Imagine a morning worship service. The pastor reads the text for his sermon. Then everyone closes their Bible. Dangerous – I can think of no other word to describe this situation. Let me explain why.
The Bible teaches us that the preaching of God’s Word is God’s Word. Nowhere is this made more explicit than 1 Thessalonians 2:13, “And we also thank God constantly for this, that when you received the word of God, which you heard from us, you accepted it not as the word of men but as what it really is, the word of God, which is at work in you believers.” When the Thessalonians heard the preaching of men like Paul, they heard the voice of God speaking to them.
This is implicit in Ephesians 4:17, “And he came and preached peace to you who were far off and peace to those who were near.” The Holy Spirit says that Jesus came and preached to the Ephesians. But we know that the Lord never traveled to Asia Minor to preach. So, how can it be said that Jesus preached in Ephesus? He preached through Paul and others. When they preached, it was as if Christ was preaching through them. The preaching of God’s Word is God’s Word.
However, there is a crucially important biblical qualification. The preaching of God’s Word is God’s Word when it’s done faithfully according to God’s Word. If the words of the pastor are contradicting God’s Word, they can’t possibly be God’s Word. The preaching has to be in line with intention and meaning of Scripture. We see this from the example of the Berean Jews in Acts 17. Acts 17:11 says, “Now these Jews were more noble than those in Thessalonica; they received the word with all eagerness, examining the Scriptures daily to see if these things were so.” The Holy Spirit commends these Jews for hearing the preaching of the apostles and comparing it with the written Word. Because the two lined up, “many of them therefore believed.”
There are three reasons why it’s dangerous for believers to close their Bibles when listening to preaching.
First, it’s dangerous for you. What if the pastor is just feeding you his own opinion instead of preaching the text to you? How will you tell if you don’t have your Bible open? When you have your Bible open, you can better discern whether the pastor is preaching the Scriptures or his own ideas. You can better discern whether the preaching you’re hearing is God’s Word.
It’s also dangerous for your pastor. Every human being needs accountability, including pastors. When pastors face a congregation where everyone has their Bible closed, the likelihood they’ll get away with preaching their own opinions is far greater. In 1 Corinthians 9:16, Paul wrote, “Woe to me if I do not preach the gospel!” In Galatians 1:8, he wrote, “But even if we or an angel from heaven should preach to you a gospel contrary to the one we preached to you, let him be accursed.” Accursed means “damned.” In other words, damned be the pastor who preaches another gospel. As a preacher, those words make me tremble and bring me to beg for the accountability of my listeners. I want them to hold me accountable to preach only God’s Word. They can do that far better when they listen to me with an open Bible.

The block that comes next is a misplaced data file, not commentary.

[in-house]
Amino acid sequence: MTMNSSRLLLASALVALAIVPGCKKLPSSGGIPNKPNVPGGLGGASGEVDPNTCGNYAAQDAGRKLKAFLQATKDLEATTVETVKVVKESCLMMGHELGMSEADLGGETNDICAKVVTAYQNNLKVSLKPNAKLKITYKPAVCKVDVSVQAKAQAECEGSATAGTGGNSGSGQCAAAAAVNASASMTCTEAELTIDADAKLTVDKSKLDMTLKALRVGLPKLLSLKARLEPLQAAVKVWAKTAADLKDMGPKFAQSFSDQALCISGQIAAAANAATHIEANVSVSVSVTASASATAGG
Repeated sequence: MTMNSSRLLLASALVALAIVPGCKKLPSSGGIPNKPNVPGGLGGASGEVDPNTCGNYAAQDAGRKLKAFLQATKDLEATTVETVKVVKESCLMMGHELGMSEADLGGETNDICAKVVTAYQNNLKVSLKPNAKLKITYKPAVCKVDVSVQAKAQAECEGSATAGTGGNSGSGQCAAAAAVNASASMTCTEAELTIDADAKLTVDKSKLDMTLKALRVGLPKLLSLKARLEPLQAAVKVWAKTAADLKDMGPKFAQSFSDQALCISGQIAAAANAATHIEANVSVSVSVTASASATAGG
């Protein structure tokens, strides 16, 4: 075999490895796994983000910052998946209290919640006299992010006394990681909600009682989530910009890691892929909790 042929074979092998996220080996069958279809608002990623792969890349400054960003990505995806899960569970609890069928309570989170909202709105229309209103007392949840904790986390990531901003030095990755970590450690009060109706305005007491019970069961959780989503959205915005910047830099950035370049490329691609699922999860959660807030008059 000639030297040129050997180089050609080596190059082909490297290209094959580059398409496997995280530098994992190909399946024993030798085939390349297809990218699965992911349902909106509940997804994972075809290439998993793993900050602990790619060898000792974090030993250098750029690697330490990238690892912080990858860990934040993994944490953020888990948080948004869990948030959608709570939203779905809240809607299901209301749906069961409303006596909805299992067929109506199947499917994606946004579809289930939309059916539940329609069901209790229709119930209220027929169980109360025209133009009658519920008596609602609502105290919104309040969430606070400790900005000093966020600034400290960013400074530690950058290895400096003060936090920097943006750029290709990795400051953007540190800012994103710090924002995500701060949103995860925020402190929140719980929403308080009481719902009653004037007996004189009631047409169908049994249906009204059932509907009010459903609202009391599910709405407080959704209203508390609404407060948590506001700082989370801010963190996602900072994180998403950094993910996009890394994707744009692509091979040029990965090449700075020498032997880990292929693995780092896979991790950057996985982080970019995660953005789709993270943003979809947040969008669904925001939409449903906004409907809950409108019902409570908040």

Finally, it’s dangerous for the gospel. All Christians want the gospel to move forward. We all want the gospel to touch hearts and transform lives. But if God’s Word is not being preached faithfully, how is that going to happen? Preaching is a means of grace. It is a way through which the Holy Spirit graciously brings people to Christ. Yet it only does that as the preaching is faithful. If we love the gospel, if we long to see people saved through it and lives transformed through it, then we all have a vested interest in ensuring that the preaching we hear is the preaching of the Word of God. That’s done best when you have your Bible open in front of you.
It’s not just the responsibility of elders to ensure that the preaching is faithful. All believers have a calling to hear preaching, but also to think about whether it is faithful, biblical preaching. When we close our Bibles and blindly trust our pastor to do what’s right, we’re actually not too far off from the medieval church. In the medieval church, many people just uncritically trusted what the priests were saying. Look where that led. The Reformation put preaching front and centre. But the Reformation also put the Bible in people’s hands. Regular Christians could again follow the example of the Bereans. Not only would it be sad, it would also be dangerous if we would dial back the Reformation’s gains by listening to preaching today with a closed Bible.